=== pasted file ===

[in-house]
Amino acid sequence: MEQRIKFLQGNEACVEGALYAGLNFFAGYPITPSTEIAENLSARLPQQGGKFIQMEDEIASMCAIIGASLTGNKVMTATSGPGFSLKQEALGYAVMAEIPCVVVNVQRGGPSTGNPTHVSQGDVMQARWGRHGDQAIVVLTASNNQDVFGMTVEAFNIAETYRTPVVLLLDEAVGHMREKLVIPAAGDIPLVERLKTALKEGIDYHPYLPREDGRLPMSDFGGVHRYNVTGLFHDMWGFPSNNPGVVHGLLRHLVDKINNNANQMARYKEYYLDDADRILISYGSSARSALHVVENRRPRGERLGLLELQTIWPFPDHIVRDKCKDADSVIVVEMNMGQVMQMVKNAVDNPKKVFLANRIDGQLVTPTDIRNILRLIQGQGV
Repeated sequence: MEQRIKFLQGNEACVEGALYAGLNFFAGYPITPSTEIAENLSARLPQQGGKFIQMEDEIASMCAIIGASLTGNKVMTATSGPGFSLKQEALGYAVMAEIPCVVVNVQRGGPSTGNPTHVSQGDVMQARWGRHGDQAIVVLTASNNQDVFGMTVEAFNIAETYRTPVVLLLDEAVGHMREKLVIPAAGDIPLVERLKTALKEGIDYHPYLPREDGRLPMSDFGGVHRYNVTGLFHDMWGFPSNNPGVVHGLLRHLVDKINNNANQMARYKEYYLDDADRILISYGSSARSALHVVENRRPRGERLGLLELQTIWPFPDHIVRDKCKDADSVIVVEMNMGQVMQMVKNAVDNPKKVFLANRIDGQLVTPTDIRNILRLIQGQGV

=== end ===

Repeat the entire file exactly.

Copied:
[in-house]
Amino acid sequence: MEQRIKFLQGNEACVEGALYAGLNFFAGYPITPSTEIAENLSARLPQQGGKFIQMEDEIASMCAIIGASLTGNKVMTATSGPGFSLKQEALGYAVMAEIPCVVVNVQRGGPSTGNPTHVSQGDVMQARWGRHGDQAIVVLTASNNQDVFGMTVEAFNIAETYRTPVVLLLDEAVGHMREKLVIPAAGDIPLVERLKTALKEGIDYHPYLPREDGRLPMSDFGGVHRYNVTGLFHDMWGFPSNNPGVVHGLLRHLVDKINNNANQMARYKEYYLDDADRILISYGSSARSALHVVENRRPRGERLGLLELQTIWPFPDHIVRDKCKDADSVIVVEMNMGQVMQMVKNAVDNPKKVFLANRIDGQLVTPTDIRNILRLIQGQGV
Repeated sequence: MEQRIKFLQGNEACVEGALYAGLNFFAGYPITPSTEIAENLSARLPQQGGKFIQMEDEIASMCAIIGASLTGNKVMTATSGPGFSLKQEALGYAVMAEIPCVVVNVQRGGPSTGNPTHVSQGDVMQARWGRHGDQAIVVLTASNNQDVFGMTVEAFNIAETYRTPVVLLLDEAVGHMREKLVIPAAGDIPLVERLKTALKEGIDYHPYLPREDGRLPMSDFGGVHRYNVTGLFHDMWGFPSNNPGVVHGLLRHLVDKINNNANQMARYKEYYLDDADRILISYGSSARSALHVVENRRPRGERLGLLELQTIWPFPDHIVRDKCKDADSVIVVEMNMGQVMQMVKNAVDNPKKVFLANRIDGQLVTPTDIRNILRLIQGQGV